Chart by Neil Banas. Here’s a PDF version.
Not long ago, I arrived at a fishmonger (Carrboro, N.C.’s Tom’s Seafood) just before closing time looking for a main course — preferably one that didn’t wouldn’t contribute to stripping the oceans bare or addle my tired brain with lashings of mercury (courtesy of coal-fired power plants). The workers were breaking down the counter and trying to get out of there — but indicated they’d be happy to serve me.
“What’s fresh and from around the North Carolina coast?” I asked the woman behind the counter. She didn’t hesitate. “This tilefish is great,” she said, pointing to a pile of fleshy, good-looking filets sitting on ice. She said it with an air of, “and please tell me how much you want right now, so i can get the hell out of here.” There wasn’t much else remaining in the bin — some salmon, which couldn’t be from around here, and some Spanish mackerel, which I knew to contain significant levels of mercury.
Somewhat sheepishly, I whipped out my “smart phone” and consulted its “Seafood Watch” app from Monterey Bay Aquarium, to see how tilefish does in terms of sustainability. I navigated to the Southeast section, and found that “tilefish, golden” from the U.S. South Atlantic is on the “avoid” list, while from the Mid-Atlantic, it’s a “good alternative.” Hmmm. The North Carolina coast is right on the cusp — just below Mid-Atlantic, and on the northern fringe of South Atlantic. As for mercury levels, I didn’t have a handy tool for that.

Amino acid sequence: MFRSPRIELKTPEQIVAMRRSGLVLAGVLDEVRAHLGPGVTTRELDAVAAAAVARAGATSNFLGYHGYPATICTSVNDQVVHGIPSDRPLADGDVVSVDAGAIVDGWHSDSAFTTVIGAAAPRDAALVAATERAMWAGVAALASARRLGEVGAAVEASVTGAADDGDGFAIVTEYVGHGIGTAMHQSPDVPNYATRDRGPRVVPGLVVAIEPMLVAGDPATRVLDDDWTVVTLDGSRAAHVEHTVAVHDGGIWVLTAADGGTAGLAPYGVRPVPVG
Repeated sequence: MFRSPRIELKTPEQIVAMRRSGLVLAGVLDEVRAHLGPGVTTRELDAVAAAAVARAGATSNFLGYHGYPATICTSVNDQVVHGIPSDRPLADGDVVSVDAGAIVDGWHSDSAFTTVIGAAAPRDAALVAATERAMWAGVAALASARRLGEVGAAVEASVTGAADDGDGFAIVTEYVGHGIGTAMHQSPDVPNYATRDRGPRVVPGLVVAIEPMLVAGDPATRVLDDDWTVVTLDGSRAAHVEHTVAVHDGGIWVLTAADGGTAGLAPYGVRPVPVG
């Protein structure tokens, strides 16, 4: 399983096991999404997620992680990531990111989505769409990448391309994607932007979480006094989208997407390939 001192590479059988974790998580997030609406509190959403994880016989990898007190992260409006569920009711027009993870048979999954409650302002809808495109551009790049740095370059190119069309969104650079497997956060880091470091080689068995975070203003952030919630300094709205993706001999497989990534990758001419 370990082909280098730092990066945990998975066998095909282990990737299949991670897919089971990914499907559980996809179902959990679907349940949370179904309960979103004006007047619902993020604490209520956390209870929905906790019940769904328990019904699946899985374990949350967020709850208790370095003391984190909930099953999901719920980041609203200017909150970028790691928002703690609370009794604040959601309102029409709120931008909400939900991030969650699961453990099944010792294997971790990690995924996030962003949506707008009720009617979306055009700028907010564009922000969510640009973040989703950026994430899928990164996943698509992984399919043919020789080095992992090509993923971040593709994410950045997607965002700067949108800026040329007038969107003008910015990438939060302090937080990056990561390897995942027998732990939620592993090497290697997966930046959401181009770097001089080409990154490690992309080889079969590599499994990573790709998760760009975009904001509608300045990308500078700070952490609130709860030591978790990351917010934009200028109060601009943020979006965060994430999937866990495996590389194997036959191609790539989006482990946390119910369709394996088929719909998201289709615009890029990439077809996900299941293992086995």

I looked back at the remaining options, and glanced back at the counter woman. Her hands were on her hips. She was ready to finish breaking down the bin. “Is the tilefish from a small boat?” I asked. At Tom’s Seafood, they don’t know much about the Monterey overfished list, or about mercury levels, but they are blunt about where their fish comes from. She replied that it did come from one of the boats that her boss Tom deals with frequently. For me, that means something — small-scale fishermen are less likely to destroy the ecosystems that sustain them than highly mobile industrial fleets.
Decision time. I bought — even though it might have been an overfished species, even though I had no idea whether tilefish has enough mercury to turn me into a human thermometer. (H/t, David Mamet.)
Not so triumphantly, I returned to the car. “Tilefish,” I reported to my girlfriend. “What?” she replied, not happy. She’d been reading Recipe for America, the new book by blogger Jill Richardson. Jill cites tilefish as a particularly bad accumulator of mercury. Ouch.
We ate it anyway — it was delicious in a Thai red curry. But we didn’t feel great about it.
All of this is to say: Let us all thank Neil Banas for combining sustainability info and toxin info on one easy-to-read chart (above; PDF here). And let’s urge him to roll out an iPhone app!